|Merchandise trade Balance - level||NZ$375M||NZ$50M||NZ$56M||NZ$33M|
|Exports - M/M percent change||6.7%||-16.0%||-16.5%|
|Exports - Y/Y percent change||-13.4%||-9.1%||-9.6%|
|Imports - M/M percent change||6.3%||-20.8%|
|Imports - Y/Y percent change||3.7%||-3.8%|
In February 2015 the trade surplus was NZ$50 million, down from the surplus of NZ$797 million in February 2014. The trade balance for the year ended February 2015 was a deficit of NZ$2.2 billion. This deficit represents a NZ$4.0 billion turnaround since the most-recent peak in the August 2014 year.
Total goods exports dropped 13.4 percent when compared with a year ago. Milk powder, butter and cheese exports led the decline, down 41 percent from February 2014 due to lower prices and a 10 percent decline in quantities exported. Over three-quarters of the drop in value was due to falling exports to China. According to Statistics New Zealand, annual dairy export values continue to decline from the highest annual level, which was in mid-2014. However quantities exported have remained fairly stable. Meat values were up 12 percent compared with February 2014. Frozen beef to the United States continues to push meat export values to new highs.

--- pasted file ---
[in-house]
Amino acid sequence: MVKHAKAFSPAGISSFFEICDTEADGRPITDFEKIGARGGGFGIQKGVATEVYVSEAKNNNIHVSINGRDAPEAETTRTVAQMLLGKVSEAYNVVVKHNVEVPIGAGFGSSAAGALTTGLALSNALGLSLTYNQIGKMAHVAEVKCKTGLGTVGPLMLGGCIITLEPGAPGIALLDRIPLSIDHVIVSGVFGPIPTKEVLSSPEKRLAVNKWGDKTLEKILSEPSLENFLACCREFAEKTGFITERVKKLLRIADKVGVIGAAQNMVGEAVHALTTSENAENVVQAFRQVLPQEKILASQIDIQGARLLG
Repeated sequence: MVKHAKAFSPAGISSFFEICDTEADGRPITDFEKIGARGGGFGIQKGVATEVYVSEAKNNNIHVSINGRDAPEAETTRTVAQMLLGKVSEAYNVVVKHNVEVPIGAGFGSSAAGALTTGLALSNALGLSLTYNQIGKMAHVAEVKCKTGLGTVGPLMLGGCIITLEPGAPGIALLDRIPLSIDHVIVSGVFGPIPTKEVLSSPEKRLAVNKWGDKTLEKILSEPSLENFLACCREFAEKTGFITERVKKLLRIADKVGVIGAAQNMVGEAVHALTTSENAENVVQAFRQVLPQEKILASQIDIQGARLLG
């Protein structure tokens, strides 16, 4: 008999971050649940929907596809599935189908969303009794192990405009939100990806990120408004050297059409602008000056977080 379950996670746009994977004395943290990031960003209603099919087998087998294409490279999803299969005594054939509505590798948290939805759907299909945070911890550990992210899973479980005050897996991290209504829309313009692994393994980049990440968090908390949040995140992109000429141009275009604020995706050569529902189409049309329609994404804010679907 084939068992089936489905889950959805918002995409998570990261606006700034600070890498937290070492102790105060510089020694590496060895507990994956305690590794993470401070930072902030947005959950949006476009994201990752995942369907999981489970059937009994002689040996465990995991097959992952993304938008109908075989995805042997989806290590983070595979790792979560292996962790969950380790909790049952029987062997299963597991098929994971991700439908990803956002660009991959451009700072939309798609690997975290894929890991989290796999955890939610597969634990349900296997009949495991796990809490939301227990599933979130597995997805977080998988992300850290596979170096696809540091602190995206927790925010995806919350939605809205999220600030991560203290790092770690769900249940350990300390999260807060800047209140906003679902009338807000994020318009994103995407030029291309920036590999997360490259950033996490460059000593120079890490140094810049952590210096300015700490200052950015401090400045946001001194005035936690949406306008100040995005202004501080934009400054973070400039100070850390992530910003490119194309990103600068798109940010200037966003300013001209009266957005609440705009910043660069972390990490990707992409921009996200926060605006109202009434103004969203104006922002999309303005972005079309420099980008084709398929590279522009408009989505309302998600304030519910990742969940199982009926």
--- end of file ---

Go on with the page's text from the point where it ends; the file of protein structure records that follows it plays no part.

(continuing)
Imports were up 3.7 percent. Consumption goods (such as clothing) led the incease, up 14 percent. Machinery and plant equipment in the capital goods category rose 13 percent, led by mobile phones (personal and business use).
The international trade balance measures the difference between imports and exports of both tangible goods and services. Imports may act as a drag on domestic growth and they may also increase competitive pressures on domestic producers. Exports boost domestic production. Trade balance values are calculated by deducting imports (cif) from exports (fob).
Changes in the level of imports and exports, along with the difference between the two (the trade balance) are a valuable gauge of economic trends here and abroad. While these trade figures can directly impact all financial markets, they primarily affect the value of the NZ dollar in the foreign exchange market. Imports indicate demand for foreign goods in New Zealand. Exports show the demand for NZ goods in countries overseas. The currency can be sensitive to changes in the trade deficit run by New Zealand since this trade imbalance creates greater demand for foreign currencies. The bond market is also sensitive to the risk of importing inflation.